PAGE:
Thursday, 13 January 2011

Non-Religious Professionals

While going through a bunch of online profiles of professionals in the same field as me as well as other fields, I was surprised to find how many of them don't pray salah on a regular basis. It's disappointing.

Sunan at-Tirmidhi (Jami-al-Tirmidhi) Chapter No: 1, Taharah (Purification)
Hadith no: 4
Narrated: Jabir bin Abdullah
narrated that Allah's Messenger (SAW) said,"They key to paradise is the salah and the key to the salah is ablution." [Ahmed14668]

Is it necessary to compromise your deen in order to have a great career? Or to even do well in it? Or it just the way the world works now? A dedicated worker cannot be a family man/woman, actively working on their imaan and leading a healthy lifestyle? If we have to give up one thing to accommodate another, I have to wonder who made up these rules in the first place.

10 comments:

AlabasterMuslim said...

Most Muslims work with non-muslims, and since the kaffirs are the majority (depending where you are i guess) they often times feel too shy to let their boss know they will need to be taking a break to pray. Its sad though. But I definitely believe that if you have your priorities straight, you can be a hard worker and work on your imaan. However if you have to work on one more than the other, Islam comes first.

Toush said...

they dot pray salah at work or just not pray at all?

single4now said...

Alabaster - I can understand it being uncomfortable to explain but it's not about skipping prayers at work. It's about praying whenever you feel like. And your boss can't stop you from praying. I think you can manage to take a few minutes break to pray. But I've seen this problem more among the highly educated Muslims. It seems the more educated you are, the less religious you end up being. I'm sure there are exceptions.

Toush - I think if a person is just not regular with their prayers, they are probably not praying at work. Perhaps they only give importance to jummah.

Anonymous said...

Which website would you suggest, or that you are currently using and finding okay?!

single4now said...

I would rather not name a specific website. I think this might help you in deciding:
http://halfthedeen.blogspot.com/2010/05/choosing-matrimonial-site.html

I wouldn't want to recommend a particular site. But I've heard good things of singlemuslim & halfourdeen.com. Depends on who you are looking for and what suits you best. I had made a post listing matrimonial websites as a general note, not as recommending any to anyone. Then I started receiving advert comments from sites trying to promote themselves. Since I know nothing about those websites, I didn't want to approve the comments.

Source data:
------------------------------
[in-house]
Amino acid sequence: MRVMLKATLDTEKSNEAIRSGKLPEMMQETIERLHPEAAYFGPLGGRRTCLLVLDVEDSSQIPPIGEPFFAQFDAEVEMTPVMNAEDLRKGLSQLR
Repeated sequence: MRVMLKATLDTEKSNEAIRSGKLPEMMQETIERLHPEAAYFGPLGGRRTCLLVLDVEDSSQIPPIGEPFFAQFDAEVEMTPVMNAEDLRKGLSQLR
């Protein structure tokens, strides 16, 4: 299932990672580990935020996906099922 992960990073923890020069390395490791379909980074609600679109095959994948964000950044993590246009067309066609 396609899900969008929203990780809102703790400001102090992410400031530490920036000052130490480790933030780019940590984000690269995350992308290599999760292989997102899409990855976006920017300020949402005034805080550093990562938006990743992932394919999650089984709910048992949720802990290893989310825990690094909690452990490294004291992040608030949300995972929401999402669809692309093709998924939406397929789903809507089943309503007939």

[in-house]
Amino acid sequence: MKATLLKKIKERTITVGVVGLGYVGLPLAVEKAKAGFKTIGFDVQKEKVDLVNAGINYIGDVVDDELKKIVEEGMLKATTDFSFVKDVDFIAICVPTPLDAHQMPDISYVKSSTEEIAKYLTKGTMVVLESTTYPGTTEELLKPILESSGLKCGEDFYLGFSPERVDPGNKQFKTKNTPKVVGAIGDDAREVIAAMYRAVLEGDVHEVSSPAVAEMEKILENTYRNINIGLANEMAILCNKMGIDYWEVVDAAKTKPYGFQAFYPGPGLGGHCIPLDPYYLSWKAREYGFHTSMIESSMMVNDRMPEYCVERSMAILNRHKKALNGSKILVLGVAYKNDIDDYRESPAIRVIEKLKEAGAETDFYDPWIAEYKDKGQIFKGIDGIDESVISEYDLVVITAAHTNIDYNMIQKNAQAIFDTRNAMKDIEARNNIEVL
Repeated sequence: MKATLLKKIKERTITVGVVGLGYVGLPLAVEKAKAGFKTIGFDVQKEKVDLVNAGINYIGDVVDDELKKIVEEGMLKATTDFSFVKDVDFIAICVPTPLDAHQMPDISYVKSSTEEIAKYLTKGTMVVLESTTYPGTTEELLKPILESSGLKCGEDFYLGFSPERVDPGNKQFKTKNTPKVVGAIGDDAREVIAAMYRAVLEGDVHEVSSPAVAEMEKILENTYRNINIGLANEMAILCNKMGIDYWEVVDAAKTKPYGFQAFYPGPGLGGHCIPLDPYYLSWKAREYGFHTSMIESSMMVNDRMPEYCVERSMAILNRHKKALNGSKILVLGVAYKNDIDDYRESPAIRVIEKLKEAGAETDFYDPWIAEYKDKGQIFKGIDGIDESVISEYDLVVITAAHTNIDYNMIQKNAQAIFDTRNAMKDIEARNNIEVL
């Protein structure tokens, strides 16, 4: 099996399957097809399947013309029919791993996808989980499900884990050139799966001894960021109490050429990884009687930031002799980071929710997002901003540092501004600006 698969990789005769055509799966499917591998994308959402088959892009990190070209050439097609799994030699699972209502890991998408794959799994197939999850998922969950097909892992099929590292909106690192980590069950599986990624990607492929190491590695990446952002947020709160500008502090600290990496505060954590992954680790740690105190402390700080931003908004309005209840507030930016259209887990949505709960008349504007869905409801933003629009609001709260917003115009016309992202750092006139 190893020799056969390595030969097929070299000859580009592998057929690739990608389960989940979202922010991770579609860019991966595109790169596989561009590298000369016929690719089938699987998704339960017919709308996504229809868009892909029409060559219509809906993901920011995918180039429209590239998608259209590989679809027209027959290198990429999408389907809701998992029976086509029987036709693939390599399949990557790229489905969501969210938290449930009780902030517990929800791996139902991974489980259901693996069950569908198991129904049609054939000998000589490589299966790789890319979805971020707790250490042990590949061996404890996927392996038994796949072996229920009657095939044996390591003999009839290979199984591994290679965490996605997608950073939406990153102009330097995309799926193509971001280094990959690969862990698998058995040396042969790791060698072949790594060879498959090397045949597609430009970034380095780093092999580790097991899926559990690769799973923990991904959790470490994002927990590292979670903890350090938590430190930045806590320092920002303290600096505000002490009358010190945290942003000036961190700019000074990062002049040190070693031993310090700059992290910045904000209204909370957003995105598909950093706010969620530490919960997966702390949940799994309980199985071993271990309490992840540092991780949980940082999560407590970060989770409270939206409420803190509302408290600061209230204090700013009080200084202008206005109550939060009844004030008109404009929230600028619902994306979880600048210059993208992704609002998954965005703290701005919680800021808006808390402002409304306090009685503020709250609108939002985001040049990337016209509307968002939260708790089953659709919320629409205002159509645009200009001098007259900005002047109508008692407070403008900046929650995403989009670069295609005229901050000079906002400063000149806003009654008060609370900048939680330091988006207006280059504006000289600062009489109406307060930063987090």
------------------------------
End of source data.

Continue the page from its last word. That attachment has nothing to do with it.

A word of caution - make sure your parents are involved in the process and they approve.

Visual Notes said...

...it's not about praying though, it's about living Islamically. If it's not separated then there is no discussion about it.
Prayer (5 x) daily is our life.

single4now said...

How do you live Islamically, if you do not pray? Maybe I missed a point?

BrownS said...

It's just another manifestation of Shaytan's traps for us. He makes us pursue the dunya, and this view is positively reinforced when you get "success" in the workplace.

Another factor is an inferiority complex - many irreligious people may have succeeded in the worldly sense, but they become our inspiration for more than that. For example we like some things about the West, but we unquestioningly swallow a lot of other things from them as well.

Finally there's a certain self-sufficiency that comes with high positions in big companies. You feel less inclined to seek help and support from Allah because you somehow feel you don't really need it. Shaytan, again.

Sara سارة said...

Assalaam Alaikum sis,

I understand where you're coming from, but I wouldn't go so far as to attribute this trend solely to professional/those who are highly educated in secular fields. Even those who may not be very educated at all, yet have indulged a great deal in this dunya, find their prayers to be of little importance (Astaghfirullah).

Alhumdulillah, I'm blessed to be part of a highly educated, yet at the same time religious family as well (of course we're all striving to do our best). It all depends on how much understanding one has of the deen and how much Allah guides a person.

Ultimately, may Allah subhanahu wa ta'ala guide us all toward becoming believers.

single4now said...

BrownS - mashaAllah beautifully put. Couldn't have explained it better.

Sara - that's true. This problem doesn't just affect professionals but somehow I felt it was more common among them. I assumed that their work consumed so much of their time that it left little for the remembrance of Allah (swt). MashaAllah, it's great that your family raised you with the ability to maintain a balance.

May Allah guide us all to the straight path and make it easy for us. Ameen.